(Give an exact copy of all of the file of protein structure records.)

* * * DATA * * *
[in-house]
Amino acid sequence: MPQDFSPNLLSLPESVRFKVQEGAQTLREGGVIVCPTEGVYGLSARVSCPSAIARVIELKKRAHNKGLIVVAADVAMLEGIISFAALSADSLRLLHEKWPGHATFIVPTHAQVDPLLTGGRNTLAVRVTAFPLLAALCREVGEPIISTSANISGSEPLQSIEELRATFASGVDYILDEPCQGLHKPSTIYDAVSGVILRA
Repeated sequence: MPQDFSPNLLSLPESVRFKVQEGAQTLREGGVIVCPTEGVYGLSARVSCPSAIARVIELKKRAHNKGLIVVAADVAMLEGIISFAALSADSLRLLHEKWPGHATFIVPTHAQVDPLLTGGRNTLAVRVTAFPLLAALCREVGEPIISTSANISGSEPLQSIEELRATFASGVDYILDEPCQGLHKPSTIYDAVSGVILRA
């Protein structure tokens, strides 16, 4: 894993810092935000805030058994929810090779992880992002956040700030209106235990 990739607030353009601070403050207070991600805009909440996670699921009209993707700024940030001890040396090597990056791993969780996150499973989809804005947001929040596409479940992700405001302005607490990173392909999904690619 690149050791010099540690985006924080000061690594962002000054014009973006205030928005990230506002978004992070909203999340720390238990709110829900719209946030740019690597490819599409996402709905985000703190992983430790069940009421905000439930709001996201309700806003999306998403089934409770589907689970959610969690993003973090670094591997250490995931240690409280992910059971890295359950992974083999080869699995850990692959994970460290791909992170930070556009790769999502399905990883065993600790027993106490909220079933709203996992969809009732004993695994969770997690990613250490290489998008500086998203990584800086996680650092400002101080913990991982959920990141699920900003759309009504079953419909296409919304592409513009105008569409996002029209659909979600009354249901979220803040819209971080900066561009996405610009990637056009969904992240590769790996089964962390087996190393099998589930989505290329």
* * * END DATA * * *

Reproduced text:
[in-house]
Amino acid sequence: MPQDFSPNLLSLPESVRFKVQEGAQTLREGGVIVCPTEGVYGLSARVSCPSAIARVIELKKRAHNKGLIVVAADVAMLEGIISFAALSADSLRLLHEKWPGHATFIVPTHAQVDPLLTGGRNTLAVRVTAFPLLAALCREVGEPIISTSANISGSEPLQSIEELRATFASGVDYILDEPCQGLHKPSTIYDAVSGVILRA
Repeated sequence: MPQDFSPNLLSLPESVRFKVQEGAQTLREGGVIVCPTEGVYGLSARVSCPSAIARVIELKKRAHNKGLIVVAADVAMLEGIISFAALSADSLRLLHEKWPGHATFIVPTHAQVDPLLTGGRNTLAVRVTAFPLLAALCREVGEPIISTSANISGSEPLQSIEELRATFASGVDYILDEPCQGLHKPSTIYDAVSGVILRA
């Protein structure tokens, strides 16, 4: 894993810092935000805030058994929810090779992880992002956040700030209106235990 990739607030353009601070403050207070991600805009909440996670699921009209993707700024940030001890040396090597990056791993969780996150499973989809804005947001929040596409479940992700405001302005607490990173392909999904690619 690149050791010099540690985006924080000061690594962002000054014009973006205030928005990230506002978004992070909203999340720390238990709110829900719209946030740019690597490819599409996402709905985000703190992983430790069940009421905000439930709001996201309700806003999306998403089934409770589907689970959610969690993003973090670094591997250490995931240690409280992910059971890295359950992974083999080869699995850990692959994970460290791909992170930070556009790769999502399905990883065993600790027993106490909220079933709203996992969809009732004993695994969770997690990613250490290489998008500086998203990584800086996680650092400002101080913990991982959920990141699920900003759309009504079953419909296409919304592409513009105008569409996002029209659909979600009354249901979220803040819209971080900066561009996405610009990637056009969904992240590769790996089964962390087996190393099998589930989505290329």